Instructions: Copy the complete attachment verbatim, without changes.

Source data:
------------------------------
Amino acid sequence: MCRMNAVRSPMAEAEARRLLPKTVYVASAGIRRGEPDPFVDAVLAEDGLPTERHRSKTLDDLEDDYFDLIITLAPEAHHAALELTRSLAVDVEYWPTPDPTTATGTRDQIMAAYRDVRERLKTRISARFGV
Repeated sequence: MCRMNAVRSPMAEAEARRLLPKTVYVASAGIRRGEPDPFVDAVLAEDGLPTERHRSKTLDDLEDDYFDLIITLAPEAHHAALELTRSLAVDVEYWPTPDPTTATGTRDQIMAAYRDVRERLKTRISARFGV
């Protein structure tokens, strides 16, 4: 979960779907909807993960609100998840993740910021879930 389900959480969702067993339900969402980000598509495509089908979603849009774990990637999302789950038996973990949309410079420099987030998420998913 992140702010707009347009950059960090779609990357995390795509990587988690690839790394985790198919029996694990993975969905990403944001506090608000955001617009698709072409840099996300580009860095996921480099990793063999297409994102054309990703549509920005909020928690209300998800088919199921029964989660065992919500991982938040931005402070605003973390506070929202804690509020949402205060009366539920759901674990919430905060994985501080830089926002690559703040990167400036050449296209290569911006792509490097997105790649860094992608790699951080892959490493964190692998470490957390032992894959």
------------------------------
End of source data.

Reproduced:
Amino acid sequence: MCRMNAVRSPMAEAEARRLLPKTVYVASAGIRRGEPDPFVDAVLAEDGLPTERHRSKTLDDLEDDYFDLIITLAPEAHHAALELTRSLAVDVEYWPTPDPTTATGTRDQIMAAYRDVRERLKTRISARFGV
Repeated sequence: MCRMNAVRSPMAEAEARRLLPKTVYVASAGIRRGEPDPFVDAVLAEDGLPTERHRSKTLDDLEDDYFDLIITLAPEAHHAALELTRSLAVDVEYWPTPDPTTATGTRDQIMAAYRDVRERLKTRISARFGV
């Protein structure tokens, strides 16, 4: 979960779907909807993960609100998840993740910021879930 389900959480969702067993339900969402980000598509495509089908979603849009774990990637999302789950038996973990949309410079420099987030998420998913 992140702010707009347009950059960090779609990357995390795509990587988690690839790394985790198919029996694990993975969905990403944001506090608000955001617009698709072409840099996300580009860095996921480099990793063999297409994102054309990703549509920005909020928690209300998800088919199921029964989660065992919500991982938040931005402070605003973390506070929202804690509020949402205060009366539920759901674990919430905060994985501080830089926002690559703040990167400036050449296209290569911006792509490097997105790649860094992608790699951080892959490493964190692998470490957390032992894959």